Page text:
The preponderance of revivalist folk music in the new millennium has been scruffy and idiosyncratic by design, some of it more genuinely ragamuffin and throwback (our own vaunted Felice Brothers, for example), some of it pure calculation (names withheld), groomed to the precise specs of scruff. In the age of digital manipulation and Autotune, human slop and neurological skew pass for credentials of authenticity. New indie-folk places a perhaps somewhat misguided value on imperfection and error as bona fides and ends in themselves. (This, I must interrupt myself to say, is an aesthetic misstep; imperfection is in fact mysteriously cool, but only as a residue of trying. The ways in which you honestly fail become, as the kids long ago used to say, “your thing.”)
At its heart, the new folk is a doctrinally organic gesture of rejection – an abdication of the values, the technologies, the language and the identities offered to youth by the present. Social networking and the inherent virulence of digital may be its mode, but its mythologies are boxcar and WPA. Bob Dylan and his immediate forbears were middle-class folk revivalists too, searching for habitable identities at a time when the Military/Industrial Complex and the hegemony of Madison Avenue were already – as the kids today say – “a thing.”
What seems lost in today’s culturally expanded revival of revivalism is how much of that first wave of new folk in the early ’60s was straight-up chamber in nature. It was jewel-folk, sung with conservatory chops and often arranged and orchestrated by pros with a real grasp of Modernist chamber music. The imperfections and eccentricities that we so cherish today were cleaned immaculate by that first Autotune: training and technique. As folk traditions revive all around us in a celebration of evergreen pre-technological values, this “high folk” is neglected, passed by, except by the exponents who still live and work among us – like the great Judy Collins.
Collins, as legend has it, was Elektra Records’ answer to Vanguard’s Joan Baez: a folkie interpreter with concert-hall chops, treating traditionals as gems of the repertoire. Collins’ first two albums came out in ’61 (A Maid of Constant Sorrow) and ’62 (Golden Apples of the Sun). Both were crystalline acoustic collections of groomed traditionals, sung in a huskier voice than the one for which Collins would soon become famous – perhaps a kind of gravitas forced upon her by the age and folk’s de rigueur world-weariness, its burdens of wisdom.
By her third and fourth records – Judy Collins 3 and the early-career highlight The Judy Collins Concert, an exquisite live set recorded at New York City’s Town Hall – Collins had shifted her attention from traditionals to the politically aware songs of her contemporaries, many of whose careers she would aid significantly: Dylan, Tom Paxton, Joni Mitchell and the late Leonard Cohen, with whose work she would develop a special and lasting relationship. In fact, move over, Buckley; it was Judy Collins who began the recovery of the exquisite melodies there that the Canadian poet himself was somewhat unfit to represent.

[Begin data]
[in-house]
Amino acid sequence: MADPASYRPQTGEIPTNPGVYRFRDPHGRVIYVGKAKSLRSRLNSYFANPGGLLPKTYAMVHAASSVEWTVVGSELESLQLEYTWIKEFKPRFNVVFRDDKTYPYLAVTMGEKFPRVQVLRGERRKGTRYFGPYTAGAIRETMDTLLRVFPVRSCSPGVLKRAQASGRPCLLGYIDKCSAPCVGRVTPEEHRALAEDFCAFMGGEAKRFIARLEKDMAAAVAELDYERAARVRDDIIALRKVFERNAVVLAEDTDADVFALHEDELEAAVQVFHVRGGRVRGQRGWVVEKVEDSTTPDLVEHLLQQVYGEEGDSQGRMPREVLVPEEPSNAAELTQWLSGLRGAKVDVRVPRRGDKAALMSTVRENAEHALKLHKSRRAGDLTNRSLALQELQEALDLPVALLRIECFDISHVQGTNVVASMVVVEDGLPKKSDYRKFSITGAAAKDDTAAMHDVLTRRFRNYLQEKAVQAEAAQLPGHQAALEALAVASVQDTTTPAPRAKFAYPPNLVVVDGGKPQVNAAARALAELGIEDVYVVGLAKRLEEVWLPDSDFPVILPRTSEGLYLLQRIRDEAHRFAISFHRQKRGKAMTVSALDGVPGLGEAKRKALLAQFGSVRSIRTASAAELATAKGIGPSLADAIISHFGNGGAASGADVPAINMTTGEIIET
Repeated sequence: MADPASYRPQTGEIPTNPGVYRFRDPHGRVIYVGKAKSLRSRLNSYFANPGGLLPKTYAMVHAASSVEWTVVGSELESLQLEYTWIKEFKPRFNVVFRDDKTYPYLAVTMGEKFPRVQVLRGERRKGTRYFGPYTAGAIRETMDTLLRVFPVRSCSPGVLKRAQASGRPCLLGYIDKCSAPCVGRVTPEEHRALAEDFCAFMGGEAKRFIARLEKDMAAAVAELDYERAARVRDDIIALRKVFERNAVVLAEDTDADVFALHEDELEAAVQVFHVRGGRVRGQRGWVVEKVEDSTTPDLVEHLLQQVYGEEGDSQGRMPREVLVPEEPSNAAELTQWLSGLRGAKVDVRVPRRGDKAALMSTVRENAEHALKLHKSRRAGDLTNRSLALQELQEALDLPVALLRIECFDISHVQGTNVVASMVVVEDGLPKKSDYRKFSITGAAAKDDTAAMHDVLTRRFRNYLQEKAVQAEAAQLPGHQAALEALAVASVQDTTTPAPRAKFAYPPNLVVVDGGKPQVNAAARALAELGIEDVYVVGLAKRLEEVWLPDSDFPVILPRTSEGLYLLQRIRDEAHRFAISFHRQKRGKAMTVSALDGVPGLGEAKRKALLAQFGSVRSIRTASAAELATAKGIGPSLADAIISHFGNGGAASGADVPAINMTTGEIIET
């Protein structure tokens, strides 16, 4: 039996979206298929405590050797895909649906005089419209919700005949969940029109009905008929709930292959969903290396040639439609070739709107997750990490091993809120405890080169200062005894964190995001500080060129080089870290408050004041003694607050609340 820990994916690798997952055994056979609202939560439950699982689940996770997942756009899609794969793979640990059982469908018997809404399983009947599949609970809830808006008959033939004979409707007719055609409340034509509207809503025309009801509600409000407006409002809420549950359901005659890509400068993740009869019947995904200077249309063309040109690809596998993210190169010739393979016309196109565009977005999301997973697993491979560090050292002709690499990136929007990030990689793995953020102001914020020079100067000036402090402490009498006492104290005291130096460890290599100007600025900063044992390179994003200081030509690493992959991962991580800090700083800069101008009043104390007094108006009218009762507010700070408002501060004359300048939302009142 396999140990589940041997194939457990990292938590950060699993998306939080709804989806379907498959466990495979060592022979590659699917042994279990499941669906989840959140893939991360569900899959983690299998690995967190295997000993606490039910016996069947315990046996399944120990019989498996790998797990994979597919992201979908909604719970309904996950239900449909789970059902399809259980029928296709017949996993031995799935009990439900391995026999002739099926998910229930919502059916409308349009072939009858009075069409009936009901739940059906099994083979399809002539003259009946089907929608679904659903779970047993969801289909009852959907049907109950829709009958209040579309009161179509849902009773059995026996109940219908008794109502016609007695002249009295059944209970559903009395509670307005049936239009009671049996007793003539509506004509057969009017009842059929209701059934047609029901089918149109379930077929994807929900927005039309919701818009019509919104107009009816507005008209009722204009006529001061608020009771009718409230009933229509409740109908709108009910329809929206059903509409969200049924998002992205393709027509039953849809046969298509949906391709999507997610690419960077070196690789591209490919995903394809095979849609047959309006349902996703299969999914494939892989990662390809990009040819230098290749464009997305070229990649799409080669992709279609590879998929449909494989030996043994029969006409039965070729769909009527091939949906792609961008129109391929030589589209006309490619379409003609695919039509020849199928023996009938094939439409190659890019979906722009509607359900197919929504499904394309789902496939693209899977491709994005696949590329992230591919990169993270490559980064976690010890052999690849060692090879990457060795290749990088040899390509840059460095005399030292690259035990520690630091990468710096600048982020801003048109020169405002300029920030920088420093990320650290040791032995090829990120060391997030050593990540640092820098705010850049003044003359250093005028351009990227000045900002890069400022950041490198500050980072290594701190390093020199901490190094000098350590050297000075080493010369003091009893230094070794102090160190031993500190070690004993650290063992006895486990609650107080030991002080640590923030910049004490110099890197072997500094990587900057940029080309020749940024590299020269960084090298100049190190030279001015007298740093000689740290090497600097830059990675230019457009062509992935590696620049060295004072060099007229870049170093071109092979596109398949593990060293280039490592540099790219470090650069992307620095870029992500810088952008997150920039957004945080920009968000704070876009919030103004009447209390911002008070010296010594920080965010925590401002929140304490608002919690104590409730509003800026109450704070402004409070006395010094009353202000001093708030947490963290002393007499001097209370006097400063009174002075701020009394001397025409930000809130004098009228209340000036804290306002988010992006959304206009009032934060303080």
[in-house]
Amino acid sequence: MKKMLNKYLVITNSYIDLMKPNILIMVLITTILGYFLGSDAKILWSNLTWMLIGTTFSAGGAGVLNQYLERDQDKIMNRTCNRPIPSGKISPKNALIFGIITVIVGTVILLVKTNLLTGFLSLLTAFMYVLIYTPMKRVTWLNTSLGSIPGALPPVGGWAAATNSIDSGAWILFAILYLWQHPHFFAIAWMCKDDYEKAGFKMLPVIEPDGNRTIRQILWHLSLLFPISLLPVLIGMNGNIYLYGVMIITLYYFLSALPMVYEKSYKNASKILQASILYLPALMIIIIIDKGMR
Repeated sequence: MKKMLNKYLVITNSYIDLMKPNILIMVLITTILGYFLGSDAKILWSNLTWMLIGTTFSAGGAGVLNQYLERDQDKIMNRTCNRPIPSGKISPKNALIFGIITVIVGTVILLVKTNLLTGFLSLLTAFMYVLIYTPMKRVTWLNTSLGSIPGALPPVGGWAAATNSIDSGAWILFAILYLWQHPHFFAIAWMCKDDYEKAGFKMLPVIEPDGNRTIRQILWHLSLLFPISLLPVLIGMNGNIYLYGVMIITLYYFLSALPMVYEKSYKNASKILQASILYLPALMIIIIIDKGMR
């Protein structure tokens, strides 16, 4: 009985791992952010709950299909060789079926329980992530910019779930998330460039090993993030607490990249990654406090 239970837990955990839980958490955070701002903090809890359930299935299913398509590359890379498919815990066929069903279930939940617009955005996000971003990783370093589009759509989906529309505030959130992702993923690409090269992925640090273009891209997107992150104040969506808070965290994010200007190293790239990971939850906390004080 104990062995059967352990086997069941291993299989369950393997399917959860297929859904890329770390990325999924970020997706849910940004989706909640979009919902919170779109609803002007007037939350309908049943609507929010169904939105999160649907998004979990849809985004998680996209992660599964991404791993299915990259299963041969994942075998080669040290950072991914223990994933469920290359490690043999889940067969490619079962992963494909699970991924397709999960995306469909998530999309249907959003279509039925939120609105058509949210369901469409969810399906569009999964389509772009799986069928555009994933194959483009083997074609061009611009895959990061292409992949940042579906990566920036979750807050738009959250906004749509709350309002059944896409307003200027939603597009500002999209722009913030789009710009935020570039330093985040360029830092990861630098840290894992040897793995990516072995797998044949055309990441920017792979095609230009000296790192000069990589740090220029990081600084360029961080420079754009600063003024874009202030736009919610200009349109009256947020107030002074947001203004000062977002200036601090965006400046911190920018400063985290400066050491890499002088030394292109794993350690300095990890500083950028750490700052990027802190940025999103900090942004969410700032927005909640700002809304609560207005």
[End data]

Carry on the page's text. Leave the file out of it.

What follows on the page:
By the mid-’60s, the mannered severity of her early singing had given way to the soaring voice that she would ride into her peak in the ’70s: a voice that would quite naturally lead her out of doctrinal folk and, as early as 1967’s well-regarded In My Life, into chamber-pop, show tunes and the posh side of the singer/songwriter movement (while Collins began as an interpreter, she did eventually pen many of her own most beloved songs).
An engaging performer and an empathic individual who went very public with her processing of her son’s 1992 suicide, Judy Collins hardly even strikes me as anything that you’d call folk anymore; but maybe that’s because I have too willingly accepted the present’s definition of folk as the opposite of guile and sophistication. Approaching 80, but with a few years yet, American musical legend Judy Collins performs “Holidays & Hits” at the Bearsville Theater on Thursday, December 22 at 8 p.m. Gold Circle seating costs $60, floor reserved seating costs $55 and general admission costs $25. For more information, visit www.bearsvilletheater.com. The Bearsville Theater is located at 291 Tinker Street in Woodstock.